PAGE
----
I have two linux hosts (AWS EC2 - Amazon Linux which is based on "centos rhel fedora"), one for production and one for acceptance. I want to do a monthly update cycle in which I perform updates on the acceptance host, have the business test for a week (or two or so) and then do the exact same updates on production. I currently use yum for performing the updates, so I played around with yum list updates, which I could output to a file but I can't find a way for yum to install only the packages as listed from that file.

I could use some advice and or solution on what would be the best approach. Please know this is a very small business, so setting up self hosted repos and using ansible is not an option, but I'm open to (not too expensive) amazon based solutions, although I would prefer a simple script/commands to work with.

1 Answer 1


Technically you should use a third host. In theory you want to take the same administrative action on the "acceptance" host as you do in production. this way you've proved the administrative action you wish to take in production will definitely work. This means building reference files for that administrative action should happen on a third (let's call it) "development" host.

Amazon Linux shares a common ancestry with Redhat. So you will often find Redhat documentation useful.

There is a section of the Redhat Enterprise documentation that covers your exact situation. (See 8.3.3 Reverting and repeating transactions).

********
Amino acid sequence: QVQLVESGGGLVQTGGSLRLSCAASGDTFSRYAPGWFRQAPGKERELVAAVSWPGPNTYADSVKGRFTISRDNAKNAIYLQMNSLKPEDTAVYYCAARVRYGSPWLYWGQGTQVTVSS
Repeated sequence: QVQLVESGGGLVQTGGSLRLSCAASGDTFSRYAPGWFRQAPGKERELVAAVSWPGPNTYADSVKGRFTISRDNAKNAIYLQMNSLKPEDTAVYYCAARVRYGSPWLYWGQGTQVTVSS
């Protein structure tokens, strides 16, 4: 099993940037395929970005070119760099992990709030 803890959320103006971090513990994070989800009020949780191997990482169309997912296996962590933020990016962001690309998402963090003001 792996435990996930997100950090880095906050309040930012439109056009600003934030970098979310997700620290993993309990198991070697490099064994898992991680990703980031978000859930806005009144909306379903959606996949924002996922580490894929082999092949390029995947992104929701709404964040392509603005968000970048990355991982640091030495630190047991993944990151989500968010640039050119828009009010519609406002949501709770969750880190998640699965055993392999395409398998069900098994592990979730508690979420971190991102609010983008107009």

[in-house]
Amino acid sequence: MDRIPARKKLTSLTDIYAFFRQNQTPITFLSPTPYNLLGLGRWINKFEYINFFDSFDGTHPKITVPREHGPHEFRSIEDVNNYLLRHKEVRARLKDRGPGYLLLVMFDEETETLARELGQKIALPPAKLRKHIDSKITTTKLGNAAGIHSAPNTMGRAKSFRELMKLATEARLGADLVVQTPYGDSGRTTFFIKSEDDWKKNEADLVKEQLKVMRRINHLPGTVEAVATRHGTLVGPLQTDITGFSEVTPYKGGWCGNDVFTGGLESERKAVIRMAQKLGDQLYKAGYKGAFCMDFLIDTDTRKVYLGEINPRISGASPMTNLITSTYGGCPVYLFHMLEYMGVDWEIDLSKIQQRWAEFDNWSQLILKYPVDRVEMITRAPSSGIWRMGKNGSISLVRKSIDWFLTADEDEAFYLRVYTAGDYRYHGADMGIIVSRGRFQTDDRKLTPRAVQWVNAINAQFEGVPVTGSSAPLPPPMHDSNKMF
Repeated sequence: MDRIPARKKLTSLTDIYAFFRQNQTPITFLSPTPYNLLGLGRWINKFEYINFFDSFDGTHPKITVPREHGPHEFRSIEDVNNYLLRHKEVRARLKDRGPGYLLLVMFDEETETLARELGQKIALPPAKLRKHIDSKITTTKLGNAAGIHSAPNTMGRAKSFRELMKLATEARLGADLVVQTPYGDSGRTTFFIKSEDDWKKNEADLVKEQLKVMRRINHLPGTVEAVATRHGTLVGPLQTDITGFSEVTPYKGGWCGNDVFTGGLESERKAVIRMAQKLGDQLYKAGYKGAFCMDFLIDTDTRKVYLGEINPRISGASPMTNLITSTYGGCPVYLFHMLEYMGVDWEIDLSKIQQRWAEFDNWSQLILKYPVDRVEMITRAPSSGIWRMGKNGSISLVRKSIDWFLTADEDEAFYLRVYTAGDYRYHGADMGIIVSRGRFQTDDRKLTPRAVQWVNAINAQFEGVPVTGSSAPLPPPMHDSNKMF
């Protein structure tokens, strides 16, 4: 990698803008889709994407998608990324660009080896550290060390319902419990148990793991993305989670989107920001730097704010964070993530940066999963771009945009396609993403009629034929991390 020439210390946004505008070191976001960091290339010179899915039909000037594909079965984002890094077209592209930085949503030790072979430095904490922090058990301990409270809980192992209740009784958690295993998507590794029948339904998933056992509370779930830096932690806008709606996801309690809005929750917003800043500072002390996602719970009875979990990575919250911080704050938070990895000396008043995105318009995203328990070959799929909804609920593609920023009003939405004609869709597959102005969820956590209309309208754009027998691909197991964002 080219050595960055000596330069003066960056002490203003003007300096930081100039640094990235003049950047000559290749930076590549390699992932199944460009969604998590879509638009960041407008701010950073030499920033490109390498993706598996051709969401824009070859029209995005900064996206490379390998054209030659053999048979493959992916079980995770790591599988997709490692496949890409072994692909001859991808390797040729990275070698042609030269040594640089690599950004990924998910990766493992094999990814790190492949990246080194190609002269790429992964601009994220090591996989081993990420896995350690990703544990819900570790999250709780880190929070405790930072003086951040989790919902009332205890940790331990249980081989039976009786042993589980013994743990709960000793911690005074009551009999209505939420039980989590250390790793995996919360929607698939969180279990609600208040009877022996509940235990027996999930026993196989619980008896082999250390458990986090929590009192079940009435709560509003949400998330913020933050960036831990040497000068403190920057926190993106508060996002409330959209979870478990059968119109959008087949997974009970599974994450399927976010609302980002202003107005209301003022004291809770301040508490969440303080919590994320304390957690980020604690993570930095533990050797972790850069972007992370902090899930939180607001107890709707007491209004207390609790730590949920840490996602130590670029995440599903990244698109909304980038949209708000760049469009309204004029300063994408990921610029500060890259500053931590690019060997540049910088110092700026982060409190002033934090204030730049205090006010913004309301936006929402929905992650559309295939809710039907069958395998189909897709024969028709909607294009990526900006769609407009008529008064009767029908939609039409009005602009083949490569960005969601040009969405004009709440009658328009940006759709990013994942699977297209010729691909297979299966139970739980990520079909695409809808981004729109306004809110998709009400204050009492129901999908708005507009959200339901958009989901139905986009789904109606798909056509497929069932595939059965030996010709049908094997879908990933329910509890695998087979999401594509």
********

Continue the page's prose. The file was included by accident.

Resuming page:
When managing several identical systems, Yum also allows you to perform a transaction on one of them, store the transaction details in a file, and after a period of testing, repeat the same transaction on the remaining systems as well. To store the transaction details to a file, type the following at a shell prompt as root:

yum -q history addon-info id saved_tx > file_name

Once you copy this file to the target system, you can repeat the transaction by using the following command as root:

yum load-transaction file_name

Practically this means you would run commands on one host such as:

sudo yum upgrade
sudo yum history addon-info last saved_tx > upgrade_transaction_log

Then move the new file upgrade_transaction_log to the next host and run:

sudo yum load-transaction upgrade_transaction_log

You will be responsible for ensuring both hosts start out identical.

  • Thank you, this was exactly what I was looking for and will test it out after the holidays. Dec 25, 2022 at 6:41

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